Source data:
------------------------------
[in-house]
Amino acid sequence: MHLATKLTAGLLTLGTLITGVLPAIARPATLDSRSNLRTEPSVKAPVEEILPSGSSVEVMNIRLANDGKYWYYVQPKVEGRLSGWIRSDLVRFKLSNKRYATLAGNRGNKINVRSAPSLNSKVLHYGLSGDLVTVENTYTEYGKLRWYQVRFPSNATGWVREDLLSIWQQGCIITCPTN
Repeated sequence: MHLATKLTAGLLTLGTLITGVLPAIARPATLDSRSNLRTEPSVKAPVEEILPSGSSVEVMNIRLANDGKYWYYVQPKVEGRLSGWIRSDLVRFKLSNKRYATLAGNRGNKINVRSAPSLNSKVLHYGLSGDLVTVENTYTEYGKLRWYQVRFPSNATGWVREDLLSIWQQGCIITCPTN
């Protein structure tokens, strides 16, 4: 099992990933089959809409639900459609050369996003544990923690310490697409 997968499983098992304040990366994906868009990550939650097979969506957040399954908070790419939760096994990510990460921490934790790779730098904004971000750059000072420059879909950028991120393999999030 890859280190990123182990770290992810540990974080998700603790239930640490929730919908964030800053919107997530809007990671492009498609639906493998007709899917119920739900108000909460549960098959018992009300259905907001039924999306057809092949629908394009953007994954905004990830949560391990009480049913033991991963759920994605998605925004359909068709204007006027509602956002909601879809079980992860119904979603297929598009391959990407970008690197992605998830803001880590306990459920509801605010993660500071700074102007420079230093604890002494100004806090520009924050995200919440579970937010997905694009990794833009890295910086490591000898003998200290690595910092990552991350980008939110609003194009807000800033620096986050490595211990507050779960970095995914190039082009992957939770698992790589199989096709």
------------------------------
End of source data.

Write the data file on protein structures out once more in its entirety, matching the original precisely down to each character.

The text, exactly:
[in-house]
Amino acid sequence: MHLATKLTAGLLTLGTLITGVLPAIARPATLDSRSNLRTEPSVKAPVEEILPSGSSVEVMNIRLANDGKYWYYVQPKVEGRLSGWIRSDLVRFKLSNKRYATLAGNRGNKINVRSAPSLNSKVLHYGLSGDLVTVENTYTEYGKLRWYQVRFPSNATGWVREDLLSIWQQGCIITCPTN
Repeated sequence: MHLATKLTAGLLTLGTLITGVLPAIARPATLDSRSNLRTEPSVKAPVEEILPSGSSVEVMNIRLANDGKYWYYVQPKVEGRLSGWIRSDLVRFKLSNKRYATLAGNRGNKINVRSAPSLNSKVLHYGLSGDLVTVENTYTEYGKLRWYQVRFPSNATGWVREDLLSIWQQGCIITCPTN
């Protein structure tokens, strides 16, 4: 099992990933089959809409639900459609050369996003544990923690310490697409 997968499983098992304040990366994906868009990550939650097979969506957040399954908070790419939760096994990510990460921490934790790779730098904004971000750059000072420059879909950028991120393999999030 890859280190990123182990770290992810540990974080998700603790239930640490929730919908964030800053919107997530809007990671492009498609639906493998007709899917119920739900108000909460549960098959018992009300259905907001039924999306057809092949629908394009953007994954905004990830949560391990009480049913033991991963759920994605998605925004359909068709204007006027509602956002909601879809079980992860119904979603297929598009391959990407970008690197992605998830803001880590306990459920509801605010993660500071700074102007420079230093604890002494100004806090520009924050995200919440579970937010997905694009990794833009890295910086490591000898003998200290690595910092990552991350980008939110609003194009807000800033620096986050490595211990507050779960970095995914190039082009992957939770698992790589199989096709």